I was asked if I could write a little something even though I can't post pictures at the moment.
I'm in Gabon, on the west coast of Africa, and on the equator.
French is spoken here, but in addition to this, in the particular area in which I'm staying (Mouila) the African dialect spoken is Pounu. If two Gabonese are speaking French, it's probably because they're from different areas of the country.
My project here in Mouila is to teach some of the women and girls a little about simple baking at the mission where I'm staying and working.
Mango trees grow here as do coconut palms, limes, bananas, and plantains. Taro and manioc are also staples in the diet as well as rice and peanuts. There's a river visible from the mission grounds, and fishing takes place, as it does, of course, on the Atlantic Ocean coast (we had some very nice barracuda while in the capital of Libreville).
Although, very sadly in my opinion since the ground is apparently very fertile, most of the food eaten in Gabon is in fact imported (from other African countries as well as different areas of the world).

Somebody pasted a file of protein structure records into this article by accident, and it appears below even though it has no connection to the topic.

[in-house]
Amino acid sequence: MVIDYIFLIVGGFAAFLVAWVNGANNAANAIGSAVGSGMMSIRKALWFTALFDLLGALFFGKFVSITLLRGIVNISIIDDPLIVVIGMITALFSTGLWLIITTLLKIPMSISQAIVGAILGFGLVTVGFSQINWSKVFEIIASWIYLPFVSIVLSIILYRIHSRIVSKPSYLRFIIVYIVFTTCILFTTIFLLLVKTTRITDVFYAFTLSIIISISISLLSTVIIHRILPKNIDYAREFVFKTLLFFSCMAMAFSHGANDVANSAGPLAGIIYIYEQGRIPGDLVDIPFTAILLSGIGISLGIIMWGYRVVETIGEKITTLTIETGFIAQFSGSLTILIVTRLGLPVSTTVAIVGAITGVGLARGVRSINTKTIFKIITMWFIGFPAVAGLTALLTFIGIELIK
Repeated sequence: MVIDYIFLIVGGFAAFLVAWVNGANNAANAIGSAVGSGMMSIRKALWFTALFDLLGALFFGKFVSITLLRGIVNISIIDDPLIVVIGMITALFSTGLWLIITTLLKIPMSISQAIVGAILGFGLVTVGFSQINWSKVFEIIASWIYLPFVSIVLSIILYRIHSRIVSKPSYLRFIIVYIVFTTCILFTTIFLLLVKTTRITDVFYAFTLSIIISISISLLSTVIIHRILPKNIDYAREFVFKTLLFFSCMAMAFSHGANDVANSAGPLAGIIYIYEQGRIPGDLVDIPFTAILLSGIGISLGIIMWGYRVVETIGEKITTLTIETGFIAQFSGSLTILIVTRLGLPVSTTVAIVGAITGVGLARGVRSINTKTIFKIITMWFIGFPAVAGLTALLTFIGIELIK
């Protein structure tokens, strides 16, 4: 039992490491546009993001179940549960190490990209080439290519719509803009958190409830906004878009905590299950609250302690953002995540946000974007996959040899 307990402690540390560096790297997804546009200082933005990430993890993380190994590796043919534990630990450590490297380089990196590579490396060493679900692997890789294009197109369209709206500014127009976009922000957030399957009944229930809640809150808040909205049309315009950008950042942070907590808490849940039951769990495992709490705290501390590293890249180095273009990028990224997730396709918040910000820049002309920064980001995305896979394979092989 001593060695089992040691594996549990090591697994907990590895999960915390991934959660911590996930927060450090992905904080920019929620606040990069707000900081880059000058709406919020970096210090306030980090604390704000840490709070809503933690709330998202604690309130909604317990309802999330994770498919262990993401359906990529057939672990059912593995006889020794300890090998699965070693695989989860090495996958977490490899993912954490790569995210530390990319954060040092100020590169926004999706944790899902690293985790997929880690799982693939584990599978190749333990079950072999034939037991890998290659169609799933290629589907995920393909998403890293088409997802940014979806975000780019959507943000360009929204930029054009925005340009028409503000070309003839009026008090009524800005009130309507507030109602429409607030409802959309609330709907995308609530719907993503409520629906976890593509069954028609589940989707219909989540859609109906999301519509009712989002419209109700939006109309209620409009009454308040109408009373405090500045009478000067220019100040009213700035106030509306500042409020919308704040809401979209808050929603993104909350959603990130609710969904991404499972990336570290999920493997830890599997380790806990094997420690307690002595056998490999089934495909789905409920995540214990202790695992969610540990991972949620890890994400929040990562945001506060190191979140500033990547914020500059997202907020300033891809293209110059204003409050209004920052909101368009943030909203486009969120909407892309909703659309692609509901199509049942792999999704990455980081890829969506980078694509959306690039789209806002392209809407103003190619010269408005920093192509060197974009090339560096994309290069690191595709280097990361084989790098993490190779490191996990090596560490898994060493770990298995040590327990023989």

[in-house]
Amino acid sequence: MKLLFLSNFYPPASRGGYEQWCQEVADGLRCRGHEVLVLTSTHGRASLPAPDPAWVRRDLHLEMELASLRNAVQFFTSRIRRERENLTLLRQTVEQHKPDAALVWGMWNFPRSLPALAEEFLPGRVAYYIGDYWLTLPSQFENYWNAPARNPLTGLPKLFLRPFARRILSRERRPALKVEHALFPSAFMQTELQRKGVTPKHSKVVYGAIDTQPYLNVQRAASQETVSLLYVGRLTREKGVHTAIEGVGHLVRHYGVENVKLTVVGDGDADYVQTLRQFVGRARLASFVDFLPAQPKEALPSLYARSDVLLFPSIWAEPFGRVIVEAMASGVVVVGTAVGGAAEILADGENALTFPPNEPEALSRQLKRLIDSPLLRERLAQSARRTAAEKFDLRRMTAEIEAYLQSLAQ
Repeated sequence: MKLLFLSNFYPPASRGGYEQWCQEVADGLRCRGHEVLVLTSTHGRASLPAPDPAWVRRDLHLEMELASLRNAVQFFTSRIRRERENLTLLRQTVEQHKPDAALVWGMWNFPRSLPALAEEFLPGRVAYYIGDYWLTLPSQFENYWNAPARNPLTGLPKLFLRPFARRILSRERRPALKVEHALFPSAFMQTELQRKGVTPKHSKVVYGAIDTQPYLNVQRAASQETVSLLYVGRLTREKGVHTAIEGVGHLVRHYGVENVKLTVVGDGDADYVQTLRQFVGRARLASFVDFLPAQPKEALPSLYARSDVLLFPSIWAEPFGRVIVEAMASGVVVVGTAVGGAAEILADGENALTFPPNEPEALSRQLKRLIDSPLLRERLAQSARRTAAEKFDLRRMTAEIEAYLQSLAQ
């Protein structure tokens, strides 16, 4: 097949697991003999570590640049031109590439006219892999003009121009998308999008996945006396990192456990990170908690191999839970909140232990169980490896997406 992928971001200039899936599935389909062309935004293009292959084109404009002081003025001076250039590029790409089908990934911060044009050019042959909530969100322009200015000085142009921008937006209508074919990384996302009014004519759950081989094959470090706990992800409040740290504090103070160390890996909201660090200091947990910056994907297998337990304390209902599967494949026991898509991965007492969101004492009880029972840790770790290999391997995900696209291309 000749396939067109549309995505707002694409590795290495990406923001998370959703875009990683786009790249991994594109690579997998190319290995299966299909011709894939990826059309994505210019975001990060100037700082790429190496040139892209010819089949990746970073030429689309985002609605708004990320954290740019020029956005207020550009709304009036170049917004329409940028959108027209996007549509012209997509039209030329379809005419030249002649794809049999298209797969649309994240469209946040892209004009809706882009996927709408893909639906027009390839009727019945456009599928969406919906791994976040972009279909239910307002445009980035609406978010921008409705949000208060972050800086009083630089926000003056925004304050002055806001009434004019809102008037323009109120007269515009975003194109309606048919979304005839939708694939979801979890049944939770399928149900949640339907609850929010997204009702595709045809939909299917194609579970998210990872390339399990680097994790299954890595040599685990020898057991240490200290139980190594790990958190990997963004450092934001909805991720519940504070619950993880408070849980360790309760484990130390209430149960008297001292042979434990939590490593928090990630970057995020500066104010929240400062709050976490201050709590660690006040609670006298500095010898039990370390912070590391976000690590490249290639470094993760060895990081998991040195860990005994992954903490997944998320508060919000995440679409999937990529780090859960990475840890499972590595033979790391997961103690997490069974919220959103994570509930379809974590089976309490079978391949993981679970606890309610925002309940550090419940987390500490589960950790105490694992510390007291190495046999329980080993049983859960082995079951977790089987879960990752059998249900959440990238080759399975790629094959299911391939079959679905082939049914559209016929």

Not that I'm saying they're a food source, but I'm 99% sure I heard there are no horses at all in Gabon- which in many ways is sort of a strange thought since horses played a huge part in world exploration. It's very easy to imagine horses are everywhere, but I'm thinking they were never here.
I would rather not go into great detail right now, because I have plans of writing more about it down the line (I WISH it would happen sooner rather than later, but there's not much I can do about the picture issue). My reasoning is because I think photos are very important, and can do far much more than words at times.